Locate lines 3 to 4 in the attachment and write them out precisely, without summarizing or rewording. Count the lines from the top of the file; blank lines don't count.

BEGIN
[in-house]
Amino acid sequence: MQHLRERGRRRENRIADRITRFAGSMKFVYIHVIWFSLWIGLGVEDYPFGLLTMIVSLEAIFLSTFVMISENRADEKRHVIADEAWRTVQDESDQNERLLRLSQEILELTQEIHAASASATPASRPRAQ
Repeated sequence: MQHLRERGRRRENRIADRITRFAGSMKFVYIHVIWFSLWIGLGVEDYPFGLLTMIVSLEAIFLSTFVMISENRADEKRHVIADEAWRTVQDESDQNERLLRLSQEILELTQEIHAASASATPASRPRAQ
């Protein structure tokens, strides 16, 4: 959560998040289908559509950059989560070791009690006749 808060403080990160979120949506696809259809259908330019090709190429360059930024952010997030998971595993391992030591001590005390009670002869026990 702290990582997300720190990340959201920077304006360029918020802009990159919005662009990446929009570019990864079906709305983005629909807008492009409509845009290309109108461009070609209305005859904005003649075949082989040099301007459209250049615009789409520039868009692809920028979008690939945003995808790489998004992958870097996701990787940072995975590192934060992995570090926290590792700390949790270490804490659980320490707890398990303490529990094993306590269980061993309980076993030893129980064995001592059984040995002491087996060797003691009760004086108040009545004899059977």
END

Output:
Repeated sequence: MQHLRERGRRRENRIADRITRFAGSMKFVYIHVIWFSLWIGLGVEDYPFGLLTMIVSLEAIFLSTFVMISENRADEKRHVIADEAWRTVQDESDQNERLLRLSQEILELTQEIHAASASATPASRPRAQ
């Protein structure tokens, strides 16, 4: 959560998040289908559509950059989560070791009690006749 808060403080990160979120949506696809259809259908330019090709190429360059930024952010997030998971595993391992030591001590005390009670002869026990 702290990582997300720190990340959201920077304006360029918020802009990159919005662009990446929009570019990864079906709305983005629909807008492009409509845009290309109108461009070609209305005859904005003649075949082989040099301007459209250049615009789409520039868009692809920028979008690939945003995808790489998004992958870097996701990787940072995975590192934060992995570090926290590792700390949790270490804490659980320490707890398990303490529990094993306590269980061993309980076993030893129980064995001592059984040995002491087996060797003691009760004086108040009545004899059977």